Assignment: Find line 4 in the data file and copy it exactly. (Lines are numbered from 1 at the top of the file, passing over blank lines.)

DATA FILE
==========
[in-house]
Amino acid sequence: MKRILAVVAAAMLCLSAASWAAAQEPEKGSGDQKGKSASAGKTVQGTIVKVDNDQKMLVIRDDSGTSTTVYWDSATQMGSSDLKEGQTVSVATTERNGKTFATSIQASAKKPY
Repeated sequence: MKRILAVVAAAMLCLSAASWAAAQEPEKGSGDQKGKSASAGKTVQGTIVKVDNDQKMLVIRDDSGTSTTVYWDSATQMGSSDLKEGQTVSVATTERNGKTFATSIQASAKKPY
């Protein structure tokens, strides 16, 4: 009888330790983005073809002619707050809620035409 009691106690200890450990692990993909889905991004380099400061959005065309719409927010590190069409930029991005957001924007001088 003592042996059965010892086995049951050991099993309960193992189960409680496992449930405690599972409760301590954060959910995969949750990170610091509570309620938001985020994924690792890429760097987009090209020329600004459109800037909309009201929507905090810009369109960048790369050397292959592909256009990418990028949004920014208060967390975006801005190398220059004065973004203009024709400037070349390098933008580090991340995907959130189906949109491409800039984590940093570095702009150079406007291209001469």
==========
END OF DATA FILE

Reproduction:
């Protein structure tokens, strides 16, 4: 009888330790983005073809002619707050809620035409 009691106690200890450990692990993909889905991004380099400061959005065309719409927010590190069409930029991005957001924007001088 003592042996059965010892086995049951050991099993309960193992189960409680496992449930405690599972409760301590954060959910995969949750990170610091509570309620938001985020994924690792890429760097987009090209020329600004459109800037909309009201929507905090810009369109960048790369050397292959592909256009990418990028949004920014208060967390975006801005190398220059004065973004203009024709400037070349390098933008580090991340995907959130189906949109491409800039984590940093570095702009150079406007291209001469």